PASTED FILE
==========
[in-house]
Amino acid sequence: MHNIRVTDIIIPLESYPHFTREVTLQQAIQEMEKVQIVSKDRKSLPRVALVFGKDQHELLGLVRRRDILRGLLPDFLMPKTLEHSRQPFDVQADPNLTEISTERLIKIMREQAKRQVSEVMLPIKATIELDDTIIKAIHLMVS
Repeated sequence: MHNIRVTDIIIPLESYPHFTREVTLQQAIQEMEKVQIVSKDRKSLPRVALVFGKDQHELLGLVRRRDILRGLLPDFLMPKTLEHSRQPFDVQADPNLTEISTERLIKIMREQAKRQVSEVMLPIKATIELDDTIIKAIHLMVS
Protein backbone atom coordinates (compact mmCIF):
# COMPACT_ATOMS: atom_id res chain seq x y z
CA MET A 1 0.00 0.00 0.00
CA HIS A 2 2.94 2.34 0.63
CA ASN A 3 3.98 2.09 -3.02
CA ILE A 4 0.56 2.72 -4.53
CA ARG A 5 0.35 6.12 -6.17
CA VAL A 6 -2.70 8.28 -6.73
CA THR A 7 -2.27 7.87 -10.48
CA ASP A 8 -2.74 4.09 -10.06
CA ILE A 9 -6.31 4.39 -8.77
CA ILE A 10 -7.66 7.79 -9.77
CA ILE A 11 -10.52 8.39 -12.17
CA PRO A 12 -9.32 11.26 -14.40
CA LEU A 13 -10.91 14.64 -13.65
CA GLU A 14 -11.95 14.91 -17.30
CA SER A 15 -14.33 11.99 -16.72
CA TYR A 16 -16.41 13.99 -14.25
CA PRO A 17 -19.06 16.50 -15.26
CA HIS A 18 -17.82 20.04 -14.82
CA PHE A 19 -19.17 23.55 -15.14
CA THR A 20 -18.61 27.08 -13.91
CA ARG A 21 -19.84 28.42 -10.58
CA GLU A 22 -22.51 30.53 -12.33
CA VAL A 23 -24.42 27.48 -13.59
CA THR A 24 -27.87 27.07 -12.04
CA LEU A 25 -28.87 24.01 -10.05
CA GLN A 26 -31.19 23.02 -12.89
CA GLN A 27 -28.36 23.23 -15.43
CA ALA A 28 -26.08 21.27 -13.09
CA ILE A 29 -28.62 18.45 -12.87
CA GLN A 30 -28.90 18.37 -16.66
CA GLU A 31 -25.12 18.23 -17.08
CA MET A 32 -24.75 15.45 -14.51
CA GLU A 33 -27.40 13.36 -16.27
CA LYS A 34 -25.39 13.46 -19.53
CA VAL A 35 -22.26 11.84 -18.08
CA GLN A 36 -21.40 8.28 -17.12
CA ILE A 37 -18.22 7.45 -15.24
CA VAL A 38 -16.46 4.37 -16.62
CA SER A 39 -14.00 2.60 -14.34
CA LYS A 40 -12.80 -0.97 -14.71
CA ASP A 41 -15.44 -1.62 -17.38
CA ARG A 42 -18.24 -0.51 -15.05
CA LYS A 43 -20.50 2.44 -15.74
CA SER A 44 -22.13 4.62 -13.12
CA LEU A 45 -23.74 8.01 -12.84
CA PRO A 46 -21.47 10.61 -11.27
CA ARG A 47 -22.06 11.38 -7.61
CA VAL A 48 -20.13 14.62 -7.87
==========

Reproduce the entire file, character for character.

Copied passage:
[in-house]
Amino acid sequence: MHNIRVTDIIIPLESYPHFTREVTLQQAIQEMEKVQIVSKDRKSLPRVALVFGKDQHELLGLVRRRDILRGLLPDFLMPKTLEHSRQPFDVQADPNLTEISTERLIKIMREQAKRQVSEVMLPIKATIELDDTIIKAIHLMVS
Repeated sequence: MHNIRVTDIIIPLESYPHFTREVTLQQAIQEMEKVQIVSKDRKSLPRVALVFGKDQHELLGLVRRRDILRGLLPDFLMPKTLEHSRQPFDVQADPNLTEISTERLIKIMREQAKRQVSEVMLPIKATIELDDTIIKAIHLMVS
Protein backbone atom coordinates (compact mmCIF):
# COMPACT_ATOMS: atom_id res chain seq x y z
CA MET A 1 0.00 0.00 0.00
CA HIS A 2 2.94 2.34 0.63
CA ASN A 3 3.98 2.09 -3.02
CA ILE A 4 0.56 2.72 -4.53
CA ARG A 5 0.35 6.12 -6.17
CA VAL A 6 -2.70 8.28 -6.73
CA THR A 7 -2.27 7.87 -10.48
CA ASP A 8 -2.74 4.09 -10.06
CA ILE A 9 -6.31 4.39 -8.77
CA ILE A 10 -7.66 7.79 -9.77
CA ILE A 11 -10.52 8.39 -12.17
CA PRO A 12 -9.32 11.26 -14.40
CA LEU A 13 -10.91 14.64 -13.65
CA GLU A 14 -11.95 14.91 -17.30
CA SER A 15 -14.33 11.99 -16.72
CA TYR A 16 -16.41 13.99 -14.25
CA PRO A 17 -19.06 16.50 -15.26
CA HIS A 18 -17.82 20.04 -14.82
CA PHE A 19 -19.17 23.55 -15.14
CA THR A 20 -18.61 27.08 -13.91
CA ARG A 21 -19.84 28.42 -10.58
CA GLU A 22 -22.51 30.53 -12.33
CA VAL A 23 -24.42 27.48 -13.59
CA THR A 24 -27.87 27.07 -12.04
CA LEU A 25 -28.87 24.01 -10.05
CA GLN A 26 -31.19 23.02 -12.89
CA GLN A 27 -28.36 23.23 -15.43
CA ALA A 28 -26.08 21.27 -13.09
CA ILE A 29 -28.62 18.45 -12.87
CA GLN A 30 -28.90 18.37 -16.66
CA GLU A 31 -25.12 18.23 -17.08
CA MET A 32 -24.75 15.45 -14.51
CA GLU A 33 -27.40 13.36 -16.27
CA LYS A 34 -25.39 13.46 -19.53
CA VAL A 35 -22.26 11.84 -18.08
CA GLN A 36 -21.40 8.28 -17.12
CA ILE A 37 -18.22 7.45 -15.24
CA VAL A 38 -16.46 4.37 -16.62
CA SER A 39 -14.00 2.60 -14.34
CA LYS A 40 -12.80 -0.97 -14.71
CA ASP A 41 -15.44 -1.62 -17.38
CA ARG A 42 -18.24 -0.51 -15.05
CA LYS A 43 -20.50 2.44 -15.74
CA SER A 44 -22.13 4.62 -13.12
CA LEU A 45 -23.74 8.01 -12.84
CA PRO A 46 -21.47 10.61 -11.27
CA ARG A 47 -22.06 11.38 -7.61
CA VAL A 48 -20.13 14.62 -7.87